The EMFin has allowed me to come back into the workplace and immediately make an impact by asking my team to think differently.
Timothy Hay

Timothy Hay

tim hay
Nationality: British Year Graduated: 2020 Current Role: CEO, Somerset Capital Management

Tell us a fun fact about yourself.

I moved to Singapore almost seven years ago with my girlfriend who has since become my wife. We now have three children, two dogs, as well as 10 chickens living at home. We are trying to be self-sufficient!

Why did you chose INSEAD? 

Two main reasons: firstly, INSEAD’s Asia campus is in Singapore, which is only 10 minutes away from where I live.

Secondly, and more importantly, INSEAD is truly a gateway into a very sophisticated and high-level network of international and diverse people – not only within the Executive Master in Finance (EMFin) programme which I pursued, but also into the networks of INSEAD’s other degree programmes, such as the Global Executive MBA and Tsinghua-INSEAD EMBA (TIEMBA).  

Can you tell us why you chose to pursue the INSEAD EMFin? 

Having spent almost 20 years in equity analysis, I wanted to reinforce and refresh what I had already learnt but I also wanted to broaden my scope in terms of looking at other asset classes.

To have an EMFin degree on your CV from one of the top business schools in the world had very little downside to it. 

What was it like to go back to school? 

At the time when I started the programme I hadn’t been back into a classroom for almost 20 years. Classes start early in the morning and after the day was done I would head into the library to read cases for the next day. There is no real time to switch off but motivation levels are high, because the learning is so interesting and the professors are incredibly engaging.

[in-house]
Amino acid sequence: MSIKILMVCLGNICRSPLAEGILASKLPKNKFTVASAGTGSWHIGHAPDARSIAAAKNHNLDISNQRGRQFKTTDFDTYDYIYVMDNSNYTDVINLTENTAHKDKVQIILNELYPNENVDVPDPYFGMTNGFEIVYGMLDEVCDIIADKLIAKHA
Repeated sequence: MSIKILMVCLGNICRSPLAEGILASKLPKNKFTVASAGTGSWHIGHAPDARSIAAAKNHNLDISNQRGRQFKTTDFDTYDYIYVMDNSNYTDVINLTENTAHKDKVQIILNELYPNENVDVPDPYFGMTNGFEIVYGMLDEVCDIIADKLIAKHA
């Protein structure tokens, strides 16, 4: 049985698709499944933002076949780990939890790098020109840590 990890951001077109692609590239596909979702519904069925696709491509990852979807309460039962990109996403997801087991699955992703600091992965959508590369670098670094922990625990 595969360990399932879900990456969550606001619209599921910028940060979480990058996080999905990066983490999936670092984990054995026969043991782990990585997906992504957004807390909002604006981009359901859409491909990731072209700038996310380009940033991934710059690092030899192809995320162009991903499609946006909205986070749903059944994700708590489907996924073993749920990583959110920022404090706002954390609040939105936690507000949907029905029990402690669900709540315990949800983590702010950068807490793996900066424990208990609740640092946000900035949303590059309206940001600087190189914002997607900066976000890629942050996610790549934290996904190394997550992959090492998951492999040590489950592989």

How did you manage time away from work, especially since you lead an organisation and have family commitments?

You have to have buy-in from everyone around you. You will be plugging out of work and the office for long periods of time, so you will need the support of your colleagues and your team. You also have to do a fair bit of pre-readings, which you have to manage gradually, and take into account any travel time to the INSEAD campus, especially if you don’t live in Singapore. 

And finally you have to have buy-in from your family because you will also be spending a significant time away from them during the duration of the programme. 

How would you describe your EMFin cohort?

There is a healthy number of people who work in banking and in finance. But there are also people who come from the other side of the fence in completely different industries. In my class there was a Shanghai-based Dutch CFO of a Chinese company involved in milk nutrition products, for example, as well as a Chile-based Brazilian working for an industrial warehousing business.

There’s a really healthy cross-section of different experiences, which meant that group work was always interesting, as there was always someone who could bring a different experience to the table to build the case study answer. 

Can you tell us more about the EMFin curriculum?

The first two modules are very detailed and a recap or a ‘leveling up’ of sorts, so that everyone is on the same page. The fourth module is conducted in Fontainebleau, which is a chance for you to mix with the Executive MBA crowd and do things which are more management oriented – like negotiations, marketing simulations, and strategy structures and incentives. The last module is pure leadership management. 

So, what’s a typical day on campus like?

A typical day starts at 8.30am, and after a morning of lectures with a break halfway, there is a case study to do before lunch, which normally takes 45 minutes. After lunch, you’re back into the classroom until 5.30pm, and then spend a good chunk of your evening in the library. It’s a full-on day.

On that note, one of the advantages of applying earlier is that you get accepted earlier and can do the pre-reading earlier too, which helps because a typical day on campus can be quite intense. 

By the end of the first module you have definitely bonded as a group, as you would have spent a lot of time together, either in class or during group work. 

What is the biggest impact the programme has had on you so far? 

Enhanced confidence – it has allowed me to come back into the workplace and immediately make an impact by asking my team to think differently. The access to research and the professors at INSEAD is incredible as I was able to bring empirical evidence back to my colleagues and my team when looking to raise capital, as well as evolve and enhance our investment process.